Entering their 30th year, Hoodoo Gurus assert definitively that they are still a viable rock entity
How about those Hoodoo Gurus! I liked the Sydney garage-poppers a lot back in the '80s, but like a lot of the Aussie bands that enjoyed their heyday back in those hazy days (Midnight Oil, Lime Spiders), safe money appeared to be on the quartet coasting on the nostalgia in the Land Down Under and not releasing too much in the way of new material. Then I ended up at their first NYC Hoodoo Gurus show in a decade or so. There was quite a buzz about the shows, coming on the heels of some barnstorming sets at SXSW. To almost everyone’s surprise (including the band, apparently) the place was a total madhouse. Suddenly, BB Kings felt like the old Ritz two decades previous. The Gurus played hit after hit to a mostly older, heavily Aussie ex-pat crowd that ate up every note like they had just been given the gift of hearing. Investigating after the fact, I came to find out that the Gurus were enjoying quite the resurgence back home in the Southern Hemisphere.
The '90s found Hoodoo Gurus in a fallow period, but after a brief hiatus and a Dukes of Stratosphear-esque turn as Persian Rugs, the Gurus hit “What’s My Scene” was reworked in the ‘oughts as “That’s My Team” for the Australian National Rugby Team. The song gave them a new lease on live shows that culminated in their co-headlining Australian festival Big Day Out with Metallica. Not too shabby for a bunch of old-timers from Sydney. Hoodoo Gurus was inducted into the Australian Recording Industry Association Hall of Fame in 2007, and their newly canonized selves undertook a wildly successful tour called Clash of the Titans with Radio Birdman and the Stems. Cue a spate of expanded reissues of their back catalog and a two-disc DVD retrospective complete with documentary called Be My Guru.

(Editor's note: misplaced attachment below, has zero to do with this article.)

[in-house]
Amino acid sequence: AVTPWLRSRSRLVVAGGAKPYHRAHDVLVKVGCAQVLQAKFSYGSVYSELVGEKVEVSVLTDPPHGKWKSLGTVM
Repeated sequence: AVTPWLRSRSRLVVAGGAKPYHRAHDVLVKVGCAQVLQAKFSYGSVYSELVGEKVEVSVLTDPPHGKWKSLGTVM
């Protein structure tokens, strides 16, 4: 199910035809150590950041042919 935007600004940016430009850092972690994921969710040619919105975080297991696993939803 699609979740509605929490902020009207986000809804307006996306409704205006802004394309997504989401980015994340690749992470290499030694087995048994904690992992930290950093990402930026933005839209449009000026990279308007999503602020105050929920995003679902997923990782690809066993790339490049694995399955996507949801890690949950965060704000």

The resurgence in popularity garnered Hoodoo Gurus a new deal with Sony Australia in 2009 and prompted the Gurus to establish their own on-line label to release their new Purity of Essence internationally. The record finds the Hoodoo Gurus continuing to ply their trade in the type of Detroit-indebted quasi-psychedelic guitar rock that had many an ass attached to a bad haircut shaking in decades past. The opening track (and first single) “Crackin’ Up” rocks in the way “Out That Door” and a gang of others have in the past for the gents. You’d be hard-pressed to find one of their contemporaries bringing it at the same high standard. All the textbook Dave Faulkner traits are in evidence: driving riff, big hooky choruses, a fair amount of that timeless musical elixir called angst, and a guitar solo that rides the track into the sunset.
"Only in America" and "Why So Sad" continue in that vein, strutting their way off the speakers with the confident swagger of a band more than comfortable in their own skin. The band produced Purity of Essence with Mars Needs Guitars-producer Charles Fisher and drafted Ed Stasium back into the fold to add the studio fairy dust that he worked for such seminal Gurus works as Kinky. At 16 tracks, Purity of Essence might be guilty of being a tad over-long, but as a release from a band entering their 30th year, Hoodoo Gurus assert definitively that they are just as viable a rock entity in the 21st century as they were last millennium.